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  1. Wealth
August 16, 2012

Nicholas McCarthy, the First One-Handed Pianist to Graduate from the Royal College of Music

By Spear's

Mark Nayler is inspired by Nicholas McCarthy, the first one-handed pianist to graduate from London’s Royal College of Music.

Despite being told by an early piano teacher that he should not waste his time with the instrument, Nicholas McCarthy became the first one-handed pianist to graduate from London’s Royal College of Music last month. He will also be the piano soloist when the British Paraorchestra performs a welcome concert for the world’s Paralympic teams on the 28 August. Ahead of a sports tournament that celebrates the achievement of sporting excellence despite physical disability, McCarthy’s remarkable virtuosity at the keyboard reminds us that, with courage and ambition, anything is possible. 


Nicholas McCarthy, the first one-handed pianist to graduate from London’s Royal College of Music

The 23 year old was born without his right hand and, despite teaching himself at a very early age to play a keyboard with just his left hand, he didn’t start piano lessons until the ripe old age of fourteen. He heard a friend playing Beethoven’s ‘Waldstein’ sonata and decided on the spot he wanted to be a concert pianist.

Choosing to eschew the defeatism of that early teacher – and one imagines, many more such sceptics – he worked hard on developing the speed, accuracy and stamina necessary to cover all 88 keys with just one hand, and at 17 was awarded a place at the junior department of London’s Guildhall School of Music and Drama. He then progressed to The Royal College of Music, graduating last month with a 50 minute solo recital. According to the College’s Head of Keyboard, Professor Vanessa Latarche, ‘he has been a great inspiration to many of his fellow students in showing what it is possible to achieve with a disability’.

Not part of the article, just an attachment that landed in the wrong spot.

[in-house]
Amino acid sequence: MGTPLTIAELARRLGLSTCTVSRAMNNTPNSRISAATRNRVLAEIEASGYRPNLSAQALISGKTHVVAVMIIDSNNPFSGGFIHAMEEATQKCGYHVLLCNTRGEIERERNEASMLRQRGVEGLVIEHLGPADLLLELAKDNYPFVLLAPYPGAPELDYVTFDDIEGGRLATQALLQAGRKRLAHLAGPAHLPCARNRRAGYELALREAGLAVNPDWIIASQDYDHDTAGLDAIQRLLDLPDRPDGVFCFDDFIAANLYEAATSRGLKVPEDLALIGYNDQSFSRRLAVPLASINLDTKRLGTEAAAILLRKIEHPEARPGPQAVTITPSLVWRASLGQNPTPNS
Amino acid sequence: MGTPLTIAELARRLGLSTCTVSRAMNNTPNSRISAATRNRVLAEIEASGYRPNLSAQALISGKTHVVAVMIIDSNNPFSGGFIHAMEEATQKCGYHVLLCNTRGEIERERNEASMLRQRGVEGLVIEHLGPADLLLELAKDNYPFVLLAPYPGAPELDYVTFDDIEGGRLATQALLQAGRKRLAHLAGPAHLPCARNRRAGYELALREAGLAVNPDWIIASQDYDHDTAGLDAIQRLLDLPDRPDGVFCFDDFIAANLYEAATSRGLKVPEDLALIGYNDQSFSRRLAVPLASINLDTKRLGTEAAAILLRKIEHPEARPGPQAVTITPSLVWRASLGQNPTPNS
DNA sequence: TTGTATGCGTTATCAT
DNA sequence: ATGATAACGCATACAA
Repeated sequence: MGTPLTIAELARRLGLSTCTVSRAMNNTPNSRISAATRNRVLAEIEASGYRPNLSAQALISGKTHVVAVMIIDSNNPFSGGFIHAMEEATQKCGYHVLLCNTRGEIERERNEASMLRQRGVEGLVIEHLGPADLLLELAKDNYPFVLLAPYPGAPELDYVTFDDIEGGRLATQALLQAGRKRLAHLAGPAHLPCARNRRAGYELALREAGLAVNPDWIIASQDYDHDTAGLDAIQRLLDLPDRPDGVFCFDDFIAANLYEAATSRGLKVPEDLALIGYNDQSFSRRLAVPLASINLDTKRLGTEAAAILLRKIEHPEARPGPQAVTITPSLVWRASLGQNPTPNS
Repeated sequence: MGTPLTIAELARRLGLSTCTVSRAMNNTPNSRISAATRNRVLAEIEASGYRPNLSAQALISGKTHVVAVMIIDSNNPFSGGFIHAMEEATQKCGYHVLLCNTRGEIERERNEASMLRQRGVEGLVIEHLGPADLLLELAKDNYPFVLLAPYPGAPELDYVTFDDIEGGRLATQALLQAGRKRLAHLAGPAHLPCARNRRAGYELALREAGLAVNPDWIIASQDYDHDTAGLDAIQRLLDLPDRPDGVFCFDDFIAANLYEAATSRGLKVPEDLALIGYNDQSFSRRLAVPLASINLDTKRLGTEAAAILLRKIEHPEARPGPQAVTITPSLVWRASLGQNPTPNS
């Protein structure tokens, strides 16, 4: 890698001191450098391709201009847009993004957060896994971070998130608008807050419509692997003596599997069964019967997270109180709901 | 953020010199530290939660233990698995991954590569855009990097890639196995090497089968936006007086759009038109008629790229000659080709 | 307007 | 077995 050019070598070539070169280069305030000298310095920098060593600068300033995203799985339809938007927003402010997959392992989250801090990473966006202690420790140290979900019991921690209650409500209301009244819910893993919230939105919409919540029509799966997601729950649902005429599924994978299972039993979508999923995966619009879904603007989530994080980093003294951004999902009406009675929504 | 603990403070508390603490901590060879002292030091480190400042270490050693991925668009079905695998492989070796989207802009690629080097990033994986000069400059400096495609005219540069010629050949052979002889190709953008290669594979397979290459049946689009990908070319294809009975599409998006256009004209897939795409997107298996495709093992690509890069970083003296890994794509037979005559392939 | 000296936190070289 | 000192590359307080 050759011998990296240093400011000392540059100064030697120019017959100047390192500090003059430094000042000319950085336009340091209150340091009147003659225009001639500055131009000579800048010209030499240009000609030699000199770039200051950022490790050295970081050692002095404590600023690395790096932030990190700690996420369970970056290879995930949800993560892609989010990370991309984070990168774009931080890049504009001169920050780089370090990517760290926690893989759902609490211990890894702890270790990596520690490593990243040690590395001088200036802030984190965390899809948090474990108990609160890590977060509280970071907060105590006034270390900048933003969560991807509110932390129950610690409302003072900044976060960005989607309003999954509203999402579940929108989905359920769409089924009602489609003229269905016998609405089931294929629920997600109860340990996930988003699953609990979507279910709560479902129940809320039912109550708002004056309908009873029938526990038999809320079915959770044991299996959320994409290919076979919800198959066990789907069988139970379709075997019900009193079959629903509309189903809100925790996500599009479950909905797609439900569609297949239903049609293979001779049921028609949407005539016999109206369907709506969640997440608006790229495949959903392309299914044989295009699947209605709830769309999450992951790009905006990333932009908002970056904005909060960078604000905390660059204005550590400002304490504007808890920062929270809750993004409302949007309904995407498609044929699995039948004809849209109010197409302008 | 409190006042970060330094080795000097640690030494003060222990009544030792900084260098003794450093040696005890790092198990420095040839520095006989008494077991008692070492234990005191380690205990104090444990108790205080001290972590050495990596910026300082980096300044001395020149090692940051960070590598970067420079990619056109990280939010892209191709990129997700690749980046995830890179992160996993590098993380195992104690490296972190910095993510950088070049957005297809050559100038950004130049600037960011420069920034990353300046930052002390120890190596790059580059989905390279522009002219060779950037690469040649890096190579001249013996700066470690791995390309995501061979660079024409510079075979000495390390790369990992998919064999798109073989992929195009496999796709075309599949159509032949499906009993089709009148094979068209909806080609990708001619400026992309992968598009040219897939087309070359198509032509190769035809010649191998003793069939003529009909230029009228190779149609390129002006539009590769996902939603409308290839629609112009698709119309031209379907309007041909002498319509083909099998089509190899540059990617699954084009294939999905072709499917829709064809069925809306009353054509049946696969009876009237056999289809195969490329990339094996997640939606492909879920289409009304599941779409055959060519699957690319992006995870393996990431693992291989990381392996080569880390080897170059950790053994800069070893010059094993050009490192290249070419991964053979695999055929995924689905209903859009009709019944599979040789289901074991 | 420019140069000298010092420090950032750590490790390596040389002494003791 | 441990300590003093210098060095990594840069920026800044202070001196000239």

One hopes that McCarthy successfully makes the difficult transition from talented graduate to professional musician. But with the upcoming Paralympic concert, a performance next month in Malta at the offices of the country’s Prime Minister, and a yet-to-be confirmed appearance at London’s Queen Elizabeth Hall later on in the year, things look good.  After his triumphant graduation recital, Nicholas’s father Ray had this to say: ‘You can allow yourself to be defined by society, by colour, race, creed or disability, but if you decide you’re not going to, the world’s your oyster’. McCarthy, the British Paraorchestra and the world’s paralympians prove how true this is.
 
  
See Nicholas McCarthy Perform:


  
Read more by Mark Nayler

 
 

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